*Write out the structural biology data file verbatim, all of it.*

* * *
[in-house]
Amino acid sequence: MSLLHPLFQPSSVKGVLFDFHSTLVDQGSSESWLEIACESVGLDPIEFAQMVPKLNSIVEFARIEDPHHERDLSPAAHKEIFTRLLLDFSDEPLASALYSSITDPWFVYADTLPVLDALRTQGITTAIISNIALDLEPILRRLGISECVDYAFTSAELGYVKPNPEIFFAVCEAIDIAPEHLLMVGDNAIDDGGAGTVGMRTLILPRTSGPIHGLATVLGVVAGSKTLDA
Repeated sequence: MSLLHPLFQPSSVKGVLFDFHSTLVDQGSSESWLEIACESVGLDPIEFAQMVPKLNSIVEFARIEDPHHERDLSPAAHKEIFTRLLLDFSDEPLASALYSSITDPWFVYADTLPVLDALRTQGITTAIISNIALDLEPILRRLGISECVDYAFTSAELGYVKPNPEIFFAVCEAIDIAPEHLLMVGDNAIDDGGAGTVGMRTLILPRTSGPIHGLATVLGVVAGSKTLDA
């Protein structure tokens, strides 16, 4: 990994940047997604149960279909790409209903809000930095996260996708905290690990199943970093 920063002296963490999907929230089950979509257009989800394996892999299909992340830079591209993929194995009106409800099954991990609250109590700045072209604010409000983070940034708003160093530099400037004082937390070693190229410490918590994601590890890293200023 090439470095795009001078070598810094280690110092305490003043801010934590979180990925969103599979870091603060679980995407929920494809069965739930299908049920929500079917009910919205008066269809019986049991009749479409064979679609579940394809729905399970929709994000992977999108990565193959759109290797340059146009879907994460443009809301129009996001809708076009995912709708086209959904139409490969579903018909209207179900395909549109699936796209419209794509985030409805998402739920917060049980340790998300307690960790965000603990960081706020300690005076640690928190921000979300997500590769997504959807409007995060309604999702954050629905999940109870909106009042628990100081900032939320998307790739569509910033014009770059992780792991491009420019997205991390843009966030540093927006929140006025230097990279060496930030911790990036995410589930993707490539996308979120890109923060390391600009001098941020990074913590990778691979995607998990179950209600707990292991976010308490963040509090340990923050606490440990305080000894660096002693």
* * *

[in-house]
Amino acid sequence: MSLLHPLFQPSSVKGVLFDFHSTLVDQGSSESWLEIACESVGLDPIEFAQMVPKLNSIVEFARIEDPHHERDLSPAAHKEIFTRLLLDFSDEPLASALYSSITDPWFVYADTLPVLDALRTQGITTAIISNIALDLEPILRRLGISECVDYAFTSAELGYVKPNPEIFFAVCEAIDIAPEHLLMVGDNAIDDGGAGTVGMRTLILPRTSGPIHGLATVLGVVAGSKTLDA
Repeated sequence: MSLLHPLFQPSSVKGVLFDFHSTLVDQGSSESWLEIACESVGLDPIEFAQMVPKLNSIVEFARIEDPHHERDLSPAAHKEIFTRLLLDFSDEPLASALYSSITDPWFVYADTLPVLDALRTQGITTAIISNIALDLEPILRRLGISECVDYAFTSAELGYVKPNPEIFFAVCEAIDIAPEHLLMVGDNAIDDGGAGTVGMRTLILPRTSGPIHGLATVLGVVAGSKTLDA
């Protein structure tokens, strides 16, 4: 990994940047997604149960279909790409209903809000930095996260996708905290690990199943970093 920063002296963490999907929230089950979509257009989800394996892999299909992340830079591209993929194995009106409800099954991990609250109590700045072209604010409000983070940034708003160093530099400037004082937390070693190229410490918590994601590890890293200023 090439470095795009001078070598810094280690110092305490003043801010934590979180990925969103599979870091603060679980995407929920494809069965739930299908049920929500079917009910919205008066269809019986049991009749479409064979679609579940394809729905399970929709994000992977999108990565193959759109290797340059146009879907994460443009809301129009996001809708076009995912709708086209959904139409490969579903018909209207179900395909549109699936796209419209794509985030409805998402739920917060049980340790998300307690960790965000603990960081706020300690005076640690928190921000979300997500590769997504959807409007995060309604999702954050629905999940109870909106009042628990100081900032939320998307790739569509910033014009770059992780792991491009420019997205991390843009966030540093927006929140006025230097990279060496930030911790990036995410589930993707490539996308979120890109923060390391600009001098941020990074913590990778691979995607998990179950209600707990292991976010308490963040509090340990923050606490440990305080000894660096002693």